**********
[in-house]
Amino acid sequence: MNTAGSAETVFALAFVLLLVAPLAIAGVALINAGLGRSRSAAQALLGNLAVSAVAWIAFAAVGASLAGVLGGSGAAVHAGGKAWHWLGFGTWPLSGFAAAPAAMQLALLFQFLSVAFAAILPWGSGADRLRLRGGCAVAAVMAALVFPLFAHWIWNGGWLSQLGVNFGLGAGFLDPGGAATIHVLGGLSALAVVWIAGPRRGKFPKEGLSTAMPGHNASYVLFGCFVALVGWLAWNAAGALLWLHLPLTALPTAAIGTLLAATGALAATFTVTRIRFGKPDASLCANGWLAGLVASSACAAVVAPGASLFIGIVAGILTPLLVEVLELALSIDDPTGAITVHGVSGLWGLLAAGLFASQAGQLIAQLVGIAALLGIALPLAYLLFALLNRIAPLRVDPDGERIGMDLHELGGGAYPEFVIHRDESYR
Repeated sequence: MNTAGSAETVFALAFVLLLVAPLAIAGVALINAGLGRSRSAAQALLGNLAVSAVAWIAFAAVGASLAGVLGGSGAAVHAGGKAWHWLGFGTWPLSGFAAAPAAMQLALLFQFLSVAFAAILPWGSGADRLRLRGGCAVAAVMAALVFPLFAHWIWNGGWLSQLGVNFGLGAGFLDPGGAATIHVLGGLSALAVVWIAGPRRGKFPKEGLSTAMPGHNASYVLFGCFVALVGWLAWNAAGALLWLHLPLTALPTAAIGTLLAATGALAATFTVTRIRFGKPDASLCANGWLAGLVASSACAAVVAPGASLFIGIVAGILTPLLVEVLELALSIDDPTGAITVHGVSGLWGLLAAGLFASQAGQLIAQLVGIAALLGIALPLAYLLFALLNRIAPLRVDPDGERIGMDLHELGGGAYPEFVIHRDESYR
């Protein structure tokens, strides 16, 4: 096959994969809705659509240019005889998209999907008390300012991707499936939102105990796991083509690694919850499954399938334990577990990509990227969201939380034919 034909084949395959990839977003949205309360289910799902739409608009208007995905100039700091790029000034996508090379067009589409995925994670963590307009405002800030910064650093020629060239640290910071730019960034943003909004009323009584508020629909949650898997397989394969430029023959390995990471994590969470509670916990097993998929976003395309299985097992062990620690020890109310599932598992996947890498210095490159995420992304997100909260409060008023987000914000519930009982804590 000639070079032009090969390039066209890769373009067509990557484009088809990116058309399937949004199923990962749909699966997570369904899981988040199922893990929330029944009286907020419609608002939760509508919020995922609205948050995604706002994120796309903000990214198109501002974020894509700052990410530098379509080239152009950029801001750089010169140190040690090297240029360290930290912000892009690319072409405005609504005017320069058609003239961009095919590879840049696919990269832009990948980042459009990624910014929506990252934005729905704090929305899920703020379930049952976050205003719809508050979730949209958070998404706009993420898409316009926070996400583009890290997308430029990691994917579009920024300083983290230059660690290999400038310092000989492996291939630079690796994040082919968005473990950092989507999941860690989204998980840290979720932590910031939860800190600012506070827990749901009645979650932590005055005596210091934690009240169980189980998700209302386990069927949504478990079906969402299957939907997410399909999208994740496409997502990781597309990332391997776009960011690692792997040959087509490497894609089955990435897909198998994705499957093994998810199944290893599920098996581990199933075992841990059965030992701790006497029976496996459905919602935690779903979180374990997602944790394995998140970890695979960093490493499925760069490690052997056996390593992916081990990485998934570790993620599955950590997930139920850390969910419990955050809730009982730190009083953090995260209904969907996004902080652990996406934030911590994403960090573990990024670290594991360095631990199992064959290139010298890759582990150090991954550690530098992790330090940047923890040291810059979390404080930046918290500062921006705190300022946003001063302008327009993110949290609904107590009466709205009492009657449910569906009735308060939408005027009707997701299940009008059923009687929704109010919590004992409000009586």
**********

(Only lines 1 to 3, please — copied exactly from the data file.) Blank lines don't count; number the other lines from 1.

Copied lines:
[in-house]
Amino acid sequence: MNTAGSAETVFALAFVLLLVAPLAIAGVALINAGLGRSRSAAQALLGNLAVSAVAWIAFAAVGASLAGVLGGSGAAVHAGGKAWHWLGFGTWPLSGFAAAPAAMQLALLFQFLSVAFAAILPWGSGADRLRLRGGCAVAAVMAALVFPLFAHWIWNGGWLSQLGVNFGLGAGFLDPGGAATIHVLGGLSALAVVWIAGPRRGKFPKEGLSTAMPGHNASYVLFGCFVALVGWLAWNAAGALLWLHLPLTALPTAAIGTLLAATGALAATFTVTRIRFGKPDASLCANGWLAGLVASSACAAVVAPGASLFIGIVAGILTPLLVEVLELALSIDDPTGAITVHGVSGLWGLLAAGLFASQAGQLIAQLVGIAALLGIALPLAYLLFALLNRIAPLRVDPDGERIGMDLHELGGGAYPEFVIHRDESYR
Repeated sequence: MNTAGSAETVFALAFVLLLVAPLAIAGVALINAGLGRSRSAAQALLGNLAVSAVAWIAFAAVGASLAGVLGGSGAAVHAGGKAWHWLGFGTWPLSGFAAAPAAMQLALLFQFLSVAFAAILPWGSGADRLRLRGGCAVAAVMAALVFPLFAHWIWNGGWLSQLGVNFGLGAGFLDPGGAATIHVLGGLSALAVVWIAGPRRGKFPKEGLSTAMPGHNASYVLFGCFVALVGWLAWNAAGALLWLHLPLTALPTAAIGTLLAATGALAATFTVTRIRFGKPDASLCANGWLAGLVASSACAAVVAPGASLFIGIVAGILTPLLVEVLELALSIDDPTGAITVHGVSGLWGLLAAGLFASQAGQLIAQLVGIAALLGIALPLAYLLFALLNRIAPLRVDPDGERIGMDLHELGGGAYPEFVIHRDESYR